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Beneficiary Designation Horror Story

Regardless of your income or net worth, there’s one estate planning task you should do right now: check the beneficiary designations for your life insurance policies, bank accounts, brokerage firm accounts, and retirement accounts. You should update these forms as necessary. If you don’t, the consequences can be dire.

MarketWatch’s recent article, “Make this estate planning move right now: Check your beneficiary designations, explains how the Fifth Circuit Court of Appeals reversed the trial court by finding that a pension plan administrator didn’t abuse her discretion in determining that a deceased plan participant’s stepsons weren’t considered his “children” under the terms of the plan. As a result, the deceased participant’s siblings, not his stepsons, were entitled to inherit the plan benefits in Herring v. Campbell (5th Circuit 2012).

Halloween-1746354_640In that case, John Hunter died in 2005. He had retired from Marathon Oil, where he was a participant in the company pension plan, which let him name a primary and secondary beneficiary. Hunter designated his wife as the primary beneficiary but didn’t designate any secondary or “contingent” beneficiary. After his wife died, he didn’t update the document to add a new primary beneficiary. Under the plan’s terms, when a participant died without designating a valid beneficiary, the deceased participant’s benefits were distributed in the following order of priority: (1) surviving spouse, (2) surviving children, (3) surviving parents, (4) surviving brothers and sisters (siblings), and finally (5) participant’s estate.

After he died, the plan administrator rejected the claim that Hunter’s two stepsons would qualify as “children” who’d be entitled to all the benefits. Instead, the plan administrator distributed the benefits of more than $300,000 to Hunter’s six siblings.

The stepsons sued for the benefits, claiming that they were, in fact, Hunter’s children because, by his actions, he’d “equitably adopted” them. The evidence seemed to indicate that he probably did mean to leave his benefits to the stepsons, so the trial court concluded that the plan administrator abused her discretion by failing to consider the stepsons’ equitable adoption claim. But the plan administrator appealed to the Fifth Circuit.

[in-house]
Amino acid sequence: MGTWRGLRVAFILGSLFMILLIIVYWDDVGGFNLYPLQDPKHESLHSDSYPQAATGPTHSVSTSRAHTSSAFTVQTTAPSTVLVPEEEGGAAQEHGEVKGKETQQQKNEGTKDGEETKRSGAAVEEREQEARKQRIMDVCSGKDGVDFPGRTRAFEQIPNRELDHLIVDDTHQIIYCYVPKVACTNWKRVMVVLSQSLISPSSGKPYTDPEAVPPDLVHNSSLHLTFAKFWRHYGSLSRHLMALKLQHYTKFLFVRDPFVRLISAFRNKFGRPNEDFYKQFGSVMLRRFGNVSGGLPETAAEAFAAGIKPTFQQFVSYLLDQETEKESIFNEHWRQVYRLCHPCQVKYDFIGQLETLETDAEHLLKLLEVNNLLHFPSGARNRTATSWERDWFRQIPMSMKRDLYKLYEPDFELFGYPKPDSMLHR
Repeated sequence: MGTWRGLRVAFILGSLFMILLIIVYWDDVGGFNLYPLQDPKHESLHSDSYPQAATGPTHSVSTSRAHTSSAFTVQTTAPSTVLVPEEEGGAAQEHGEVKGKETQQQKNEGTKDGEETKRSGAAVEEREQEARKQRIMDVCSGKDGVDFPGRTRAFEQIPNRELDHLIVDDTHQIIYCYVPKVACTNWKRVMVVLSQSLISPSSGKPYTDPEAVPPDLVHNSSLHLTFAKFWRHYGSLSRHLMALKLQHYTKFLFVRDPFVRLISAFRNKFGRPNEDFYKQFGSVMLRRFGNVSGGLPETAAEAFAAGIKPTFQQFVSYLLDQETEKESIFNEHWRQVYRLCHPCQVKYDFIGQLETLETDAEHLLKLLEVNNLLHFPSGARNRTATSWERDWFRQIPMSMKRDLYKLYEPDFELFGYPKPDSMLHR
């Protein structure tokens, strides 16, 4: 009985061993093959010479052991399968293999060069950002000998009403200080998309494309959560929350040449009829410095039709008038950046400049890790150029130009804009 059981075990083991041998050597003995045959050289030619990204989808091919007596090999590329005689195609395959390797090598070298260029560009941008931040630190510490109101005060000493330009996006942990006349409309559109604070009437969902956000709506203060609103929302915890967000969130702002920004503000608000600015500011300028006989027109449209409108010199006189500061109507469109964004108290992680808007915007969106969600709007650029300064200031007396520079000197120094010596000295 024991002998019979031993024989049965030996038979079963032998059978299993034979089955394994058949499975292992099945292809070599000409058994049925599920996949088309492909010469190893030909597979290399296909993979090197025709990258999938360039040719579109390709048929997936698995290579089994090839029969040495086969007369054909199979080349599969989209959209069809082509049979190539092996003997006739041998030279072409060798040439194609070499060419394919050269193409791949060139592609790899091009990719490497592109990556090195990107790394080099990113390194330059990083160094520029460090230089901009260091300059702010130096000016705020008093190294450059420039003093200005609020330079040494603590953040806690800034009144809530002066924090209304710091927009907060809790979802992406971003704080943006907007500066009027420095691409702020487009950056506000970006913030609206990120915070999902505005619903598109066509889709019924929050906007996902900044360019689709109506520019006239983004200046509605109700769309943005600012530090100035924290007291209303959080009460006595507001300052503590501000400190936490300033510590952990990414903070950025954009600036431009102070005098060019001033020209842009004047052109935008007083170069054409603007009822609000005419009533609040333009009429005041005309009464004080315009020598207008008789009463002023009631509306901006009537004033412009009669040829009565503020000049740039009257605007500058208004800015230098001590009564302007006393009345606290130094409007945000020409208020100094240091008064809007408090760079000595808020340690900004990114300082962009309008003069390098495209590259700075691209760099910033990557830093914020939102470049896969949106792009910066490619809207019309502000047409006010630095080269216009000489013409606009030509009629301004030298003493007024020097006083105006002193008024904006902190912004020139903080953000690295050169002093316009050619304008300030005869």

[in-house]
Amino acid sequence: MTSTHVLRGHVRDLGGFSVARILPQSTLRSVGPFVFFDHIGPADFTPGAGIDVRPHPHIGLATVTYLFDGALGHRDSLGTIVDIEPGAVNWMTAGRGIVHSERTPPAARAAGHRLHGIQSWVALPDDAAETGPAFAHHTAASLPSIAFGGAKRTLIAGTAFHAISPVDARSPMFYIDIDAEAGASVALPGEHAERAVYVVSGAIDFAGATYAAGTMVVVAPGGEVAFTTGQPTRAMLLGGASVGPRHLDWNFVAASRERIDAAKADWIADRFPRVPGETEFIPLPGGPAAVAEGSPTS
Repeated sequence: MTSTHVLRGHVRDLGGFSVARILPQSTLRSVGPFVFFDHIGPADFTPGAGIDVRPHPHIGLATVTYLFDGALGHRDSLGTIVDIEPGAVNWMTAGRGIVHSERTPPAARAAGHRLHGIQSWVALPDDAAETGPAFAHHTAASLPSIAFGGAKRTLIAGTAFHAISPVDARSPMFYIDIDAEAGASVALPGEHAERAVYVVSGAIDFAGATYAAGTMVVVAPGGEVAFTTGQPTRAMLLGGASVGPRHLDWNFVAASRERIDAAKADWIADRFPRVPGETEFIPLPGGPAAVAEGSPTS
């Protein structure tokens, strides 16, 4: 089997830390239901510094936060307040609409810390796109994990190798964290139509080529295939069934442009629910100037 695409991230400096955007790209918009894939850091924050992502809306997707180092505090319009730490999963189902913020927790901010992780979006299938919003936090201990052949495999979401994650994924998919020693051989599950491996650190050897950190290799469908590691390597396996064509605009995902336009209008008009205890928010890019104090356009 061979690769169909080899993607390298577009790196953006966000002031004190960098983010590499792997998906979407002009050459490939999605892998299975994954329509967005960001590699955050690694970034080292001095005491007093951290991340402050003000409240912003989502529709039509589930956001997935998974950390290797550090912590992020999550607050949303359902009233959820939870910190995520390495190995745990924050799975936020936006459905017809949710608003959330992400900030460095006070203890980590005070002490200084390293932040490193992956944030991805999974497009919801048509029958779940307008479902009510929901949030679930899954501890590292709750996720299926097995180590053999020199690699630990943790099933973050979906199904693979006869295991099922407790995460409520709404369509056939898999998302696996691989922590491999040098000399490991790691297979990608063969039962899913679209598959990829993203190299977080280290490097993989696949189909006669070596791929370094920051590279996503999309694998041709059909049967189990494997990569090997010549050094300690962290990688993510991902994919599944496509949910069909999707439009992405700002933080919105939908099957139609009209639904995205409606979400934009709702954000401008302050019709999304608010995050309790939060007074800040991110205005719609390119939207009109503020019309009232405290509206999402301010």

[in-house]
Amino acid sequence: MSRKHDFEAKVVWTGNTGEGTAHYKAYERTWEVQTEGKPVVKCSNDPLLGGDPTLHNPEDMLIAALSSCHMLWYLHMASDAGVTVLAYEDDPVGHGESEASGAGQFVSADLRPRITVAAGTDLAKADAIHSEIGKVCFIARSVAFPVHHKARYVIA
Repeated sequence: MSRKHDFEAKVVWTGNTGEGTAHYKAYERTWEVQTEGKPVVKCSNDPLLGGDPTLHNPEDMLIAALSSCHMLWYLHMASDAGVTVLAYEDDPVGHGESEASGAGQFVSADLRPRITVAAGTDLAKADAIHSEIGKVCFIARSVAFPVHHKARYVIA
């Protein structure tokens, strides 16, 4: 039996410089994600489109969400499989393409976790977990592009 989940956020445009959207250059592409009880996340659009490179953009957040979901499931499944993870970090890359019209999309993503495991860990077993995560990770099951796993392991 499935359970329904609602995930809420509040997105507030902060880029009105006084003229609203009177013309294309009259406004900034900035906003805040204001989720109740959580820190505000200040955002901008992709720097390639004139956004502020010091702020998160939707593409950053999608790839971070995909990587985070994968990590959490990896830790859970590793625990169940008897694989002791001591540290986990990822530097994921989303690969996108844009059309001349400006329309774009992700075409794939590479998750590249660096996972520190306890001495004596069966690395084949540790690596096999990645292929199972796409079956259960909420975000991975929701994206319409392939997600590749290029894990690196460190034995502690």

The Fifth Circuit agreed with the administrator’s interpretation that the term “children,” and for purposes of the plan, it meant biological or legally adopted children as opposed to un-adopted stepchildren. The District Court’s decision was reversed, and Hunter’s pension benefits went to his six siblings.

Typically, whoever’s named on the most-recent beneficiary form will get the money automatically, if you die. This brings up another advantage of designating individual beneficiaries—it can help you avoid probate, because the money goes directly to the named beneficiaries by “operation of law.”

Doing a beneficiary checkup and making any needed changes will take just a few minutes. Don’t wait, or it could be too late, like it was for Mr. Hunter’s stepsons.

If you would like to discover more about taking the very important next step in the estate planning process, consider joining us for a free educational workshop.  You can reserve your spot by clicking here now.  Grab a seat today as space is limited.

Reference: MarketWatch (June 30, 2017) “Make this estate planning move right now: Check your beneficiary designations”

 

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When Can I Get the Life Insurance Company to Pay Out the Death Benefit?

A common question in settling the affairs of a loved one, is how long it generally will take after that person dies for the life insurance company to pay out the death benefit.

As a follow-up, what happens if the beneficiary doesn't know about the life insurance policy?

As Kiplinger explains in recent article, “How to Speed Up a Life Insurance Payout,” the more information you have about the life insurance policy, the quicker you can get the payout.

Wallet-2561419_640If you have a copy of the life insurance policy and a copy of the death certificate when you file a claim, it will expedite the process. If you have these items available, it can take as few as five business days after filing the claim to receive the payout.

If the beneficiaries don't have any idea that they are coming into money from the life insurance policy, the insurer may track them down, but not always.

The Social Security Death Master File will usually have deaths reported. Some state laws also require insurers to compare their files against those records and make contact with the beneficiaries when a death is reported. Some insurers will do this voluntarily.

If you believe the deceased had a life insurance policy but don't know the insurer, you might review their financial records and check for canceled checks, and contact any insurers or agents mentioned.

You can also make a request of the National Association of Insurance Commissioners' policy locator service. This service asks many life insurance companies to check their records for the policies.

You can also consult with the American Council of Life Insurers for more tips on locating a policy.

We offer FREE workshops and would love to save you a seat for one that works best for you.  Just click here and register and we'll see you there!

Jeff Bellomo

Reference: Kiplinger (June 7, 2017) “How to Speed Up a Life Insurance Payout”

 

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Simple Estate Planning Tools

Old couple with computerWhen we look at the steps taken in our investing lives, the basics are simple. As working investors in the initial stages, the priority is accumulation and growth. Therefore, we participate in retirement plans such as IRA’s, 401-k plans, etc.

As Marco Eagle’s article, “Money Talks: Estate planning tools” explains, the next phase is the retirement stage, when the focus shifts from accumulation to preservation and maintenance of the nest egg.

Growth is a component of any retirement plan, but protecting your purchasing power during retirement is critical. You also want to generate a predictable stream of income during retirement, in order to avoid compromising your lifestyle.